Affiliated Institutions

Experimental Station of Medicinal Medical Plants


As one of the educational research facilities for an affiliated institution of School of Pharmaceutical Sciences, Experimental Station of Medicinal Medical Plants is located on the east side of School of Pharmaceutical Sciences Research Building at Kasumi Campus. The Station where various medicinal plants are cultivated and exhibited, aims to promote pharmaceutical education and academic research.
In the specimen garden where approximately 160 species of plant seeds are stored, medicinal plants including different herbs are grown and displayed, while in the greenhouse, tropical and subtropical plants are grown and displayed.
Moreover, approximately 400 crude drug samples are preserved on shelves (6th floor of the pharmaceutical research building).

Position Name
Director Professor Teruo Kuroda
Vice-Director Professor Hiroyuki Kamiya
Professor Keiko Ogawa
Facility Area Detail
Herbarium 1,130 ㎡ 158 species:
   84 plant species
   74 tree species
Cultivated land 660 ㎡
Greenhouse 130 ㎡
Administration Office 180 ㎡ Seminar room    (24 seats)

  1971  Herb garden (tentative name)was established.
  1980  Experimental Station of Medicinal Plants was established as an affiliated institution
            of Faculty of Medicine.
  2006  Experimental Station of Medicinal Plants was shifted to Faculty of Pharmaceutical
            Sciences from Faculty of Medicine.

Contribution to Education

We cultivate a wide variety of medicinal plants so that students are able to obtain a basic knowledge on “drugs come from natural resources”, which is one of the goals to be achieved for Model Core Curriculum of Pharmaceutical Education.
Second year students are given lectures on ”Pharmacognosy” focusing on crude drugs used for Kampo prescription (Japanese traditional medicine). Aiming to expand the knowledge taught from the second year, third year students conduct “Experiments of Pharmacognosy” at early summer that they dig up roots of the plants cultured in the Station and observe their morphology.
Besides above, we offer students practical trainings related to Kampo prescription including identification of prescription drugs. Moreover, our Station is a recognized facility to provide training courses for The Japanese Society of Pharmacognosy and Japan Pharmacists Education Center. We enforce the practical trainings eligible to take an examination for ”a qualified pharmacist for Chinese herbal medicine and natural drugs” that is held in spring and fall every year.
Experimental Station of Medicinal Plants, Hiroshima University contributes not only to improve  student’s education in pharmacy but also to support postgraduate and lifelong education for pharmacists.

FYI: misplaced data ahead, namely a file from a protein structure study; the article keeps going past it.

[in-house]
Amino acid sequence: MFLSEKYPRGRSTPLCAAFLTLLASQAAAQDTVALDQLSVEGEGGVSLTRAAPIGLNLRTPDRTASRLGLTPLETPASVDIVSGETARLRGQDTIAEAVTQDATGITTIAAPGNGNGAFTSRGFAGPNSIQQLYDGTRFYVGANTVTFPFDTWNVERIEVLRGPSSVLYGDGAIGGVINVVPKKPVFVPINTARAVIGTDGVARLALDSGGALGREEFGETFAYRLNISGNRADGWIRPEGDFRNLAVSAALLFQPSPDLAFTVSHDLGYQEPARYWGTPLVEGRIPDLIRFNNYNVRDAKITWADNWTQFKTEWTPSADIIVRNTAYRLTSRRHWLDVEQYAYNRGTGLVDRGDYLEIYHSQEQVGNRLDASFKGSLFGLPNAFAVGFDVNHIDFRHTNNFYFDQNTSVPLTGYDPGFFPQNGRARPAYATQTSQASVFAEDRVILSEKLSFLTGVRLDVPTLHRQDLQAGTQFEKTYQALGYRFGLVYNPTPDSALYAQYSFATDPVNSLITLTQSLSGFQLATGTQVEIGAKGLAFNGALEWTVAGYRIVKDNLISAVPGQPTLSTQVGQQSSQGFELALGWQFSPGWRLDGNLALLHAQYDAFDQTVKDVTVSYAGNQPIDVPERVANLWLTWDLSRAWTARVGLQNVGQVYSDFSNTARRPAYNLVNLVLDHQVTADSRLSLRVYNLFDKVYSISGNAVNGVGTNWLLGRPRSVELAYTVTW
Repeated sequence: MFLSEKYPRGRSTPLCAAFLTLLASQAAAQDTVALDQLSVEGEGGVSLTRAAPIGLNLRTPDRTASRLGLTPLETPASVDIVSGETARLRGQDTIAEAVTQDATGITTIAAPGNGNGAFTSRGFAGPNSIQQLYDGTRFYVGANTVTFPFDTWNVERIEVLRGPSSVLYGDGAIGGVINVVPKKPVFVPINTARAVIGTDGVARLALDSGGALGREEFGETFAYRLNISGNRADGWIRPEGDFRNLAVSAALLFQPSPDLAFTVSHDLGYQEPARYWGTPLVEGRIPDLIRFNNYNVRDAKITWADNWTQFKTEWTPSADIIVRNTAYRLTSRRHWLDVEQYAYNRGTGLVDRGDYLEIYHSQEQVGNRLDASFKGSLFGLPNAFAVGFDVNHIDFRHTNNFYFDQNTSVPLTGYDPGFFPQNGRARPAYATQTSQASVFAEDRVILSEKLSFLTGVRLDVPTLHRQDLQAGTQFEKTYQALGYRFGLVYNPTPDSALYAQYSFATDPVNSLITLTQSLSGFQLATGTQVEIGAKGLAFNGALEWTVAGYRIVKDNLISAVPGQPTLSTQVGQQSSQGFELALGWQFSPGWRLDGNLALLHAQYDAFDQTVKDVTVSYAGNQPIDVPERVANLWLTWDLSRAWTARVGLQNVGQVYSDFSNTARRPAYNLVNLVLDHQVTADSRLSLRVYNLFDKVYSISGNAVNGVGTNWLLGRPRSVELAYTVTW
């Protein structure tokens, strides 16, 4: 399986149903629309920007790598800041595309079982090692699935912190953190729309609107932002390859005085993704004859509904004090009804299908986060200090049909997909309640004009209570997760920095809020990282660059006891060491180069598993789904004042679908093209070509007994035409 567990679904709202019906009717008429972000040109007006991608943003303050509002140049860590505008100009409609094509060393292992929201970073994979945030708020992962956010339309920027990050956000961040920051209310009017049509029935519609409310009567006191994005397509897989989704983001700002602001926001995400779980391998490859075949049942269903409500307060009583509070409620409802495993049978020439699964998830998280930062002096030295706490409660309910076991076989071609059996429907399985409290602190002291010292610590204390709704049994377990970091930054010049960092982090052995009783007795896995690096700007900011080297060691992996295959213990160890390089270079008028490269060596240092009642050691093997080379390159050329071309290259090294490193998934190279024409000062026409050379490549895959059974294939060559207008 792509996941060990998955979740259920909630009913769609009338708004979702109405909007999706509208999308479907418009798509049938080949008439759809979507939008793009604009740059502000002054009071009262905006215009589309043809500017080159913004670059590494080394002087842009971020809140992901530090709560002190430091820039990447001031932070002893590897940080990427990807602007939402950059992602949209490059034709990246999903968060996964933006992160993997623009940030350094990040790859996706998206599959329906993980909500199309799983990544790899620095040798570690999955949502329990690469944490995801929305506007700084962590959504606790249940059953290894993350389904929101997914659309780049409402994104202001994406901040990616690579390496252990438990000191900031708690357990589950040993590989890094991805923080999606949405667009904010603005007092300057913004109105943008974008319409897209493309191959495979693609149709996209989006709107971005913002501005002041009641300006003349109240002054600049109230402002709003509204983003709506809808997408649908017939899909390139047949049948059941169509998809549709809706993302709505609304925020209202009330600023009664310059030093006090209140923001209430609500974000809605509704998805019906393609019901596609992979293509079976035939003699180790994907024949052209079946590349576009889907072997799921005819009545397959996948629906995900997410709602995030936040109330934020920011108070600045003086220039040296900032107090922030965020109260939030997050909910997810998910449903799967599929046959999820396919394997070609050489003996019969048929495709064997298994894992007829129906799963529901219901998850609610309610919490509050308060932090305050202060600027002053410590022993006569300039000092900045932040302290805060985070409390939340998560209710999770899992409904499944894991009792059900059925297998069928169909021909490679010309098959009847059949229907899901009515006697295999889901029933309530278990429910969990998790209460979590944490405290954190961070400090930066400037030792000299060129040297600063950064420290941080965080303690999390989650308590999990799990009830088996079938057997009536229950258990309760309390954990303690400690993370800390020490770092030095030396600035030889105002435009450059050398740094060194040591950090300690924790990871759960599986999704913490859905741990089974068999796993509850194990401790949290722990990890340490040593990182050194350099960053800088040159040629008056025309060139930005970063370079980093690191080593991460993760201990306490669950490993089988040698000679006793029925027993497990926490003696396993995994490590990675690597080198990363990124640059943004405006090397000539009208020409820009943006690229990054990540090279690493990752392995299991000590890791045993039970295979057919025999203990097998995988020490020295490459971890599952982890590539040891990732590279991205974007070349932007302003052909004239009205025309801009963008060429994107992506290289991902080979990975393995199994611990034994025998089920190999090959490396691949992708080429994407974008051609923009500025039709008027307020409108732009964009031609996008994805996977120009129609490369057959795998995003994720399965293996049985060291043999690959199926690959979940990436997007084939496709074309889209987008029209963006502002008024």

【Morphological observation : Paeonia lactiflora (garden peony)】
Along with Angelica actiloba, Paenia lactiflora is a natural drug commonly used for gynecological diseases. Its flowers are very similar to those of Paenia suffruticosa (tree peony); see the picture on the left. Moreover, because pieces of the root are used Kampo prescription, it is difficult to tell a whole crude drug; see the picture in the middle. Our Station allows students to distinguish the original form of the plant by digging it up from its root that deepens their understanding of herbal medicine; see the picture on the right.

Flowers of Paeonia lactiflora

Pieces for decoction

Dug up root


At the Experimental Station of Medicinal Plants, we carry out extensive pharmacognosy research activities through analyzing extracted components from various species of medicinal plants grown in the Station. 
For example, the substances of medicinal plants from the same species may vary with several conditions including geological region, nutrients contents in soil, and environment. The study to classify the harvested plants is conducted based on plant taxonomy that can be used for agricultural purposes: cultivation of selected seeds containing more of pharmaceutical substances.
Nearly 80% of crude drugs are imported from China, but it is said the amount of Chinese crude drugs has been restricted due to past overharvesting. Therefore, it has become an increased demand for cultivation of herbal plants in Japan. 
Responding to this situation, we have been engaged in a cylindrical cultivation research as a member of Medicinal Plant Cultivation Study Group.

【Research example: Cylindrical cultivation】
Licorice is a very important crude drug used in approximately 70% for herbal medicine (Kampo). Japan imports the great majority of licorice from China. However, considering the situation mentioned above, it has been a significant issue to secure stable supplies of medicinal drugs such as licorice in Japan.

Advantages of the cylindrical cultivation for licorice are as follows:
 To keep the adequate soil condition by controlling the moisture inside the cylinder despite a hot and humid weather during the rainy season in Japan
 To cultivate smoothly by inhibiting the stolon growth in the cylinder
We are now working on the licorice cultivation system to practical use by changing soil components.

Take a look at some plants

Aristolochia debilis

Aristolochia feeder, a swallowtail butterfly visits our garden every year.

Valeriana fauriei

A swallowtail butterfly perching on the other plant, Valeriana fauriei on the way to Aristolochia debilis

Cinnamomum cassia

Cinnamomum cassia, a family of Lauraceae, exhibited in the greenhouse that contains an essential oil constituent, has long been highly valued aromatic purpose as well as medical use.
Its bark has more intense aroma than its leaves.
Also, it has been widely known as one of herb drugs constituting Kakkonto (Pueraria Decoction).

Visit us

Garden tours are temporarily suspended but will resume soon.